Urban Orienteering. Designers are challenged to trace out massive letters on a map. At each anchor/checkpoint they punch out letters on their punch cards and move on. There’s really nothing to be redesigned orienteering maps, symbols, compass and checkpoints are all perfect examples of information design. Run it between Shoreditch and Soho ensuring ’refreshment’ breaks in-between. Run it in Chicago and the typeface would probably change.
Matt Utber, Founder, The Plant
A DofE scheme for designers would start from the later years at school in the art class, right through the education system and on to attaining a position within a consultancy that has a ’director’ of some sort in your job title. For some, this could be as little as four to six years’ worth of study and experience, for others, it could be a life time’s work. We are talking perseverance here rather than creative genius to attain a gold medal.
Dominic James, Managing partner, Deep
We would challenge all designers to leave their desks as often as possible, to break routine and try something new. We do something similar to the DofE scheme it’s called Together Tuesday and has involved us learning magic tricks, making chocolate truffles and recording a CD. Encouraging curiosity can only be a good thing you never know who the next client will be, and even if it’s not strictly relevant to our projects, the challenges are always fun.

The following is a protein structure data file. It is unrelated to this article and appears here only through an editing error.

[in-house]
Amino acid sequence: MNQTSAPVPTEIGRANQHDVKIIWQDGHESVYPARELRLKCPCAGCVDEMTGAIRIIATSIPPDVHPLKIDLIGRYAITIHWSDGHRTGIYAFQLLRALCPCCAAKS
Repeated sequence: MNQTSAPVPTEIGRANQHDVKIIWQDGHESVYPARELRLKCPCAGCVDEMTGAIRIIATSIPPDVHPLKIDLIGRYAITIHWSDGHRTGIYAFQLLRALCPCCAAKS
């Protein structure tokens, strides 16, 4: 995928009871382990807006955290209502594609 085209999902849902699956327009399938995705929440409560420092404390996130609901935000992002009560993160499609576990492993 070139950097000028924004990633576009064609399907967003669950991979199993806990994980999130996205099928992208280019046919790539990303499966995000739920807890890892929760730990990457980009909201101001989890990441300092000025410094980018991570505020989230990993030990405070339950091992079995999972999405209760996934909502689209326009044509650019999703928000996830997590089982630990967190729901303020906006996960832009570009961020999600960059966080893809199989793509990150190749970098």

Heidi Lightfoot, Director, Together Design
At school the DofE kids and I were like chalk and cheese, but in the spirit of sharing valuable experience, I’d set the following challenges: Bronze it’s up to you to take a proper brief. Listen, ask questions and really understand the design problem. Silver play nice. Sharing ideas to get the best solution is more important than taking all the glory for yourself. Gold throw away the map. Exploring feeds the creative process.
Ross Shaw, Design director, Roundel